Fire Curtain from Bishopsgate, London. Has a black box at the top middle to highlight the partially deployed bottom bar and side guides.

Image of installed Fire Curtain at 100 Bishopsgate, London. Inside the square, you can see the partially deployed RAL powder coated bottom bar and the stainless steel side rails. The white button underneath is the Escape button.



What optional extras are available for the Fire Curtain?

Non-standard optional extras with Adexon® fire curtains of any variety include:

  • emergency retract buttons, or key switch emergency overrides,

  • obstruction warning,

  • light and sound warning,

  • test reset switch,

  • heat detectors, and

  • smoke detectors.


How often do I need to have the Fire Curtain serviced?

Fire curtains require regular maintenance and servicing, every six months.


Adexon® offer Scheduled Maintenance Service (SMS) as an optional extra for every curtain purchased.

Can these be used in a domestic setting?

Fire Curtains certainly can be utilised for a home setting, or anywhere that people reside overnight, for example in residential schools, residential homes for the elderly, camp houses etc. Fire curtains, due to their design, can be used in spaces where a fire door could not be fitted due to a lack of structural supports. They can also separate areas that are designed to be open, for example between floors, or to cover features such as stairs or lifts, which applies to some domestic homes also. The possibilities for the application of fire curtains are limitless and a wide variety of widths and heights can be utilised.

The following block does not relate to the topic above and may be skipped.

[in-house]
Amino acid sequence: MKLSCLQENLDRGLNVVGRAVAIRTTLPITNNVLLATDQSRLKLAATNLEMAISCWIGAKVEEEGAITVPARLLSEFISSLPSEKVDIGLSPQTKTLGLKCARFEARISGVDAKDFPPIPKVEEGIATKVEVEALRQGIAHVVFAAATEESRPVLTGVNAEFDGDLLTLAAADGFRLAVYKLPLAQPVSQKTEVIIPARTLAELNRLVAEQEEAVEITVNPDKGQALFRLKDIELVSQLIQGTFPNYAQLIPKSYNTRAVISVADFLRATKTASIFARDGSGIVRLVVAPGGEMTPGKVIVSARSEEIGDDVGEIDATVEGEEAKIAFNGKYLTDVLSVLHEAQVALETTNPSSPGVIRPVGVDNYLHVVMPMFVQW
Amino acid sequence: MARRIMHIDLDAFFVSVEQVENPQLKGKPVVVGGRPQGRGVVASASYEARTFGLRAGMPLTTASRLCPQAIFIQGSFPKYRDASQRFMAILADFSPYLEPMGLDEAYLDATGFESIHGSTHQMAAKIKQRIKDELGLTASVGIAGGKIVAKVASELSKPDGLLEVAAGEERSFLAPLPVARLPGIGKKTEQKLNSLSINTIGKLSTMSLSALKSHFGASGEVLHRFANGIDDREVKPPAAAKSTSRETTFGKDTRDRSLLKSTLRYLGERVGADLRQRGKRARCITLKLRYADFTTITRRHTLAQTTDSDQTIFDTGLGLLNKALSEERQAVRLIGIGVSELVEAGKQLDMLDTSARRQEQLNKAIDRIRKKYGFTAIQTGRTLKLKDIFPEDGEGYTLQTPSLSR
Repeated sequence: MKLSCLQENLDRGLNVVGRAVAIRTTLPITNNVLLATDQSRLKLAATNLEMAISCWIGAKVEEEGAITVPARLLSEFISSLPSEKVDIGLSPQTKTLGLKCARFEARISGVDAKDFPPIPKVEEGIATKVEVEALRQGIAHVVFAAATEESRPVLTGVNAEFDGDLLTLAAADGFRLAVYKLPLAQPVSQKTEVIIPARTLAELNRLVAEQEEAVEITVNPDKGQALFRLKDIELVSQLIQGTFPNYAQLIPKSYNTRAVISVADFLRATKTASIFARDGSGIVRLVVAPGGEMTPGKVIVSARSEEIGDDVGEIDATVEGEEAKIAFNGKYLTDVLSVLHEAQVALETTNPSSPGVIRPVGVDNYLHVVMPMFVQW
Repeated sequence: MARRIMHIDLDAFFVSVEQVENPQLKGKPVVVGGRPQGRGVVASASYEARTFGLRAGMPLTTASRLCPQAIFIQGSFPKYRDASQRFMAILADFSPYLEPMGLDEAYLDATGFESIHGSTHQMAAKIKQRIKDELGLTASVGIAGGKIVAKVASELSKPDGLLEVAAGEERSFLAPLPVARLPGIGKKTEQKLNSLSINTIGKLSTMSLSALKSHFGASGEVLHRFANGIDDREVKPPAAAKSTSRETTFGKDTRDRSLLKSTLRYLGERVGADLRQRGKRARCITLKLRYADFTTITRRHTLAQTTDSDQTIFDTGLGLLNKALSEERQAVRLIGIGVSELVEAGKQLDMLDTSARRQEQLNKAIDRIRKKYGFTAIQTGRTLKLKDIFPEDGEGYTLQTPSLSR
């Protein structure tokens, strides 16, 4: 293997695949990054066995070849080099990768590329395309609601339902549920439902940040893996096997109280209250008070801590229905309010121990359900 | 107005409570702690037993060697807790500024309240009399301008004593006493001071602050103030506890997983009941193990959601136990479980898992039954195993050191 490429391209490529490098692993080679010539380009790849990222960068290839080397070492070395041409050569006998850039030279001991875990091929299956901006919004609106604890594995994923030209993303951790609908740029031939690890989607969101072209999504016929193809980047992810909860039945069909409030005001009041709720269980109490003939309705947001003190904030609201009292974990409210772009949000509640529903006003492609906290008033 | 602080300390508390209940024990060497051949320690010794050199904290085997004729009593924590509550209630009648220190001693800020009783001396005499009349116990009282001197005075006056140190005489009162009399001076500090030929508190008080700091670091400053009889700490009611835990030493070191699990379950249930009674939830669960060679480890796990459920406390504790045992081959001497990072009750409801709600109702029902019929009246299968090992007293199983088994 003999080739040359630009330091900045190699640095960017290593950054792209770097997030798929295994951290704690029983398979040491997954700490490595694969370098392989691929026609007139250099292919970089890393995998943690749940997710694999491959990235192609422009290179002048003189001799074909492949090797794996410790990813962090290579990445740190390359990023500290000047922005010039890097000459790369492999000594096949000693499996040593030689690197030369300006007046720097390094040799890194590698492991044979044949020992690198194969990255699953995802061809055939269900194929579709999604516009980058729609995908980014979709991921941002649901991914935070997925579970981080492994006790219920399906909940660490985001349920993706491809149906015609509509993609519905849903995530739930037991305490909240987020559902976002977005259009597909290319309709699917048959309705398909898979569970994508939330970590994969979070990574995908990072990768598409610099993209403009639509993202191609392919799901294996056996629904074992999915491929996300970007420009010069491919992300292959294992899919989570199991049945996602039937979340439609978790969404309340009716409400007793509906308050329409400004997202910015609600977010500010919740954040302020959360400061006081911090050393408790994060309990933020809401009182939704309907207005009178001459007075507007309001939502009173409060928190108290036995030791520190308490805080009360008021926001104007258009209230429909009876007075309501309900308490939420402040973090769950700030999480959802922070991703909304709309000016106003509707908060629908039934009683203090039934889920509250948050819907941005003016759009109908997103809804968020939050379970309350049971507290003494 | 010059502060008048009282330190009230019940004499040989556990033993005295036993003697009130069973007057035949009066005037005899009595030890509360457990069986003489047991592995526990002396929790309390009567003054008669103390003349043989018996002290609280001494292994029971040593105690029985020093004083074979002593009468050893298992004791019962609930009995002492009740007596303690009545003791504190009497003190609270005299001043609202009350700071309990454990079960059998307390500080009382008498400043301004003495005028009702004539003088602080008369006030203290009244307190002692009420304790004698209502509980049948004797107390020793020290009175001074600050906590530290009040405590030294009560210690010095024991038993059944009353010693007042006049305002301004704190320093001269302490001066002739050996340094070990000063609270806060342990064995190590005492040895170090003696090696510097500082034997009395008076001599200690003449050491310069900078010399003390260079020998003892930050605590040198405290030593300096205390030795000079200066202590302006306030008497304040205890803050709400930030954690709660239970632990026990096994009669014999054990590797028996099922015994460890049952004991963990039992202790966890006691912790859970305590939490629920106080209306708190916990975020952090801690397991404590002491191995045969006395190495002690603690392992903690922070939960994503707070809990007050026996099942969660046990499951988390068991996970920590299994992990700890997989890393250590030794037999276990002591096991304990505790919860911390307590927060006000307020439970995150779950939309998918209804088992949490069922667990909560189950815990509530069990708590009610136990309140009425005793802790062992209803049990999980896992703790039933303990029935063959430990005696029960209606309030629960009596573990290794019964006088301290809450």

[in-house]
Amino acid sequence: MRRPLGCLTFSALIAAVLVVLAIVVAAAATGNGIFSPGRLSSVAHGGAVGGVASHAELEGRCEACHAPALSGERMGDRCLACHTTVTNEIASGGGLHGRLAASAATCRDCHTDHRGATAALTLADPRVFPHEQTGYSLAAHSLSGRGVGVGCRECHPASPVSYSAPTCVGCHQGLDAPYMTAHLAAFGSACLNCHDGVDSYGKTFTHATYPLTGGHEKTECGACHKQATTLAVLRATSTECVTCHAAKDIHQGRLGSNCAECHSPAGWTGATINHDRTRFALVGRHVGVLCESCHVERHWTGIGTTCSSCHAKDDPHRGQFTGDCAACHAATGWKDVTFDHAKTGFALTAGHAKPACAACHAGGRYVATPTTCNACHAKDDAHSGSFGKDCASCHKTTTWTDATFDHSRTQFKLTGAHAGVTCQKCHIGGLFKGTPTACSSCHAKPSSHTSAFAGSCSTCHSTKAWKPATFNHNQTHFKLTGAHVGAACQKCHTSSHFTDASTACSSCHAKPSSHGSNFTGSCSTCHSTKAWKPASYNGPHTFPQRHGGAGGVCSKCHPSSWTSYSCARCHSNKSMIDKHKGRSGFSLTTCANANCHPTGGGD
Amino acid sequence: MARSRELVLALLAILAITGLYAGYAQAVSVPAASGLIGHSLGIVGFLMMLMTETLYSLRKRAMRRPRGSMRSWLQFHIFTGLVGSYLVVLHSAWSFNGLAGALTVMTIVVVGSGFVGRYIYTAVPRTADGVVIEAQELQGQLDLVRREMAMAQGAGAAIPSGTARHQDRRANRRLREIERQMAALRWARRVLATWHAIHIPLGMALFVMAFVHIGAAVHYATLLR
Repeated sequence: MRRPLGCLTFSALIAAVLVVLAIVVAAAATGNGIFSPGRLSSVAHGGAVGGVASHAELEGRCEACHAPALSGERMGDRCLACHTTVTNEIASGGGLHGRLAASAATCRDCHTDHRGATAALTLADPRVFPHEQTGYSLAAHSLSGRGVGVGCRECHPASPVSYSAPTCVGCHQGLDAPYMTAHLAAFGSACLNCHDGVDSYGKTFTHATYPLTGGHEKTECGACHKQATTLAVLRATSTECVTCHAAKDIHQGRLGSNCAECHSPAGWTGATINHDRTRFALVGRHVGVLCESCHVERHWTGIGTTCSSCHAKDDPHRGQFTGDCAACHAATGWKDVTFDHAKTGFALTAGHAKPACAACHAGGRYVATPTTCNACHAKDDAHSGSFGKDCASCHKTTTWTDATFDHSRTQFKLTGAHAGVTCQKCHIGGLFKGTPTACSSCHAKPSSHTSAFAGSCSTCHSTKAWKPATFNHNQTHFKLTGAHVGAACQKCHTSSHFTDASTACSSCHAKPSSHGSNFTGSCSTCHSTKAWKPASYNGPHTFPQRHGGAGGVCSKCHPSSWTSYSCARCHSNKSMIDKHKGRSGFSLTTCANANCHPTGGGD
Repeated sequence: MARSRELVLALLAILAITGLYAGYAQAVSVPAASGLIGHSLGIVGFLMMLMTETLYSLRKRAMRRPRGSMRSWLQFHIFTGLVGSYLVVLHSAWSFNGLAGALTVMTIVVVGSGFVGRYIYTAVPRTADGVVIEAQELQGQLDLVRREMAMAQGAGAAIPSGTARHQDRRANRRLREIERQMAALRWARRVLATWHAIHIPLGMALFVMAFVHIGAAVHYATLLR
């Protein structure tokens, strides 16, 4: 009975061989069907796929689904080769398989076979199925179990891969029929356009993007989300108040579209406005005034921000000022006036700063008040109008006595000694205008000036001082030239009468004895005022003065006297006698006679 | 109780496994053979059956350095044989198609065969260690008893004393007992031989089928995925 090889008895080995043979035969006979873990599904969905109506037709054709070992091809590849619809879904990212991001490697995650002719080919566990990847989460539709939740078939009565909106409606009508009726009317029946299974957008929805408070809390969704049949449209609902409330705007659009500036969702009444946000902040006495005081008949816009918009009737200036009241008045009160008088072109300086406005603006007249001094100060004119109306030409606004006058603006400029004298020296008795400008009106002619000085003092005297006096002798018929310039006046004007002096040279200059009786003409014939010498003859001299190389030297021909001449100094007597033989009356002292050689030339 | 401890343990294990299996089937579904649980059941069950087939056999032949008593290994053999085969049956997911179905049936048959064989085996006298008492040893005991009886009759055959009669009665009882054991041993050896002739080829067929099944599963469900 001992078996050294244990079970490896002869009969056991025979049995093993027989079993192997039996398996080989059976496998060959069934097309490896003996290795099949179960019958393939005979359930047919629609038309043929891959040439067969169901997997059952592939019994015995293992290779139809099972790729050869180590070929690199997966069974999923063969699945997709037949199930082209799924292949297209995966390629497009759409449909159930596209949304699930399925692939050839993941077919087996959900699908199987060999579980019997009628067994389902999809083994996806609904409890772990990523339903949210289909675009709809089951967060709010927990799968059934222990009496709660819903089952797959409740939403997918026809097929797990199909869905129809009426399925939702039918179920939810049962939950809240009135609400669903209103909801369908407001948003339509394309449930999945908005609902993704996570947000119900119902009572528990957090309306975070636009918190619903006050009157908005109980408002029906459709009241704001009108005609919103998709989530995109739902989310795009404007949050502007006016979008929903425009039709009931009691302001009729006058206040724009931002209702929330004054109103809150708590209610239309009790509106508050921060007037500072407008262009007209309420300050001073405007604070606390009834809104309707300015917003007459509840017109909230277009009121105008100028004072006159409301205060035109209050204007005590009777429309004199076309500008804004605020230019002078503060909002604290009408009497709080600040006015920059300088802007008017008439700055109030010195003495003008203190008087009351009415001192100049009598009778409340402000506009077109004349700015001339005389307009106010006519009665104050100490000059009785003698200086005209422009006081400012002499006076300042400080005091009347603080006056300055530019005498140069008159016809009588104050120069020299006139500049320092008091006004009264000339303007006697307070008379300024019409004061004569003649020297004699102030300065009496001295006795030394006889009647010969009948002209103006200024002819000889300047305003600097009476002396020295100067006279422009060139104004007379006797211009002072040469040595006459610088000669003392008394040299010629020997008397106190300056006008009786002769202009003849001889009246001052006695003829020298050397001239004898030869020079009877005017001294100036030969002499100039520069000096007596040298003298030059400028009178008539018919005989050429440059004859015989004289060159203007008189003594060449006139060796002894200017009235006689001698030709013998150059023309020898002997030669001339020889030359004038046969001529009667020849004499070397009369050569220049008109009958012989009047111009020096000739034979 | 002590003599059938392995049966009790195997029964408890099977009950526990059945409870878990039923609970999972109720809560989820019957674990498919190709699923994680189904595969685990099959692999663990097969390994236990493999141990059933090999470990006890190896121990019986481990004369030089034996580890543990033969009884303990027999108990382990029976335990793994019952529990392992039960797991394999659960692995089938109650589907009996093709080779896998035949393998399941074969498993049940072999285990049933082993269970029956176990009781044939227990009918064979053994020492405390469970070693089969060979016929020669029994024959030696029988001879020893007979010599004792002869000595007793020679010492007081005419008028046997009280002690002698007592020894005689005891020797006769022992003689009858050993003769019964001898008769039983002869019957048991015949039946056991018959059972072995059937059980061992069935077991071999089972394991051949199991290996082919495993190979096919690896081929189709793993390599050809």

What if there is a power failure and I get caught behind the curtain?

If there is a total power failure, every fire curtain system will have a 30-minute battery backup. This allows for the user to have time to get the power back on, either through the mains or with backup generators.


This also means that the fire curtain will be held in the air for 30 minutes to allow for safe egress out of the building, until the backup batteries are out of power, after which they will lower the curtain safely. This gives users plenty of time, as the standard evacuation time in an emergency is around 2.5 minutes.


There is also an escape button that retracts the curtain allowing persons to escape through the opening and redeploys after 30 seconds.

Why are these curtains so sustainable?

Due to testing constraints, no fire curtain of the market can be described as truly sustainable- yet!

However, sustainability can be reached via controlling business operations, for example in the use of renewable energy sources in the office, employees of Adexon® travelling to work in fully electric cars, or using public transport, recyclable, recycled packaging, and using green vehicles for delivery of the product.